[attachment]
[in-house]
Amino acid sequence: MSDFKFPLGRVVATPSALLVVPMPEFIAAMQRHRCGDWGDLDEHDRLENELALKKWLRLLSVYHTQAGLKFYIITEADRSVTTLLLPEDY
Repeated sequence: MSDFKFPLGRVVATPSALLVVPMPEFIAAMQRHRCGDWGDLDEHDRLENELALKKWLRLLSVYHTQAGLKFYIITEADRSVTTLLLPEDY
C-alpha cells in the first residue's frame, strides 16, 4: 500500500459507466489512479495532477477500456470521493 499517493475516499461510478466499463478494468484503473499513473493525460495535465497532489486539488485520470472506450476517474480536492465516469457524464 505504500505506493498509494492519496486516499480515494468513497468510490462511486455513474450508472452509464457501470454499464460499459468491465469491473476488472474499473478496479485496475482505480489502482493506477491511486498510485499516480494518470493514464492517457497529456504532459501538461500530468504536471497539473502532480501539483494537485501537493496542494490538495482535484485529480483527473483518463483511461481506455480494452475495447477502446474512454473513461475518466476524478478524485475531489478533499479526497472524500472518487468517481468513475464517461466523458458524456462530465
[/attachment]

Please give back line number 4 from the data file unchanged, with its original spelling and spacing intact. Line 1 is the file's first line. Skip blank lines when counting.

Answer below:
C-alpha cells in the first residue's frame, strides 16, 4: 500500500459507466489512479495532477477500456470521493 499517493475516499461510478466499463478494468484503473499513473493525460495535465497532489486539488485520470472506450476517474480536492465516469457524464 505504500505506493498509494492519496486516499480515494468513497468510490462511486455513474450508472452509464457501470454499464460499459468491465469491473476488472474499473478496479485496475482505480489502482493506477491511486498510485499516480494518470493514464492517457497529456504532459501538461500530468504536471497539473502532480501539483494537485501537493496542494490538495482535484485529480483527473483518463483511461481506455480494452475495447477502446474512454473513461475518466476524478478524485475531489478533499479526497472524500472518487468517481468513475464517461466523458458524456462530465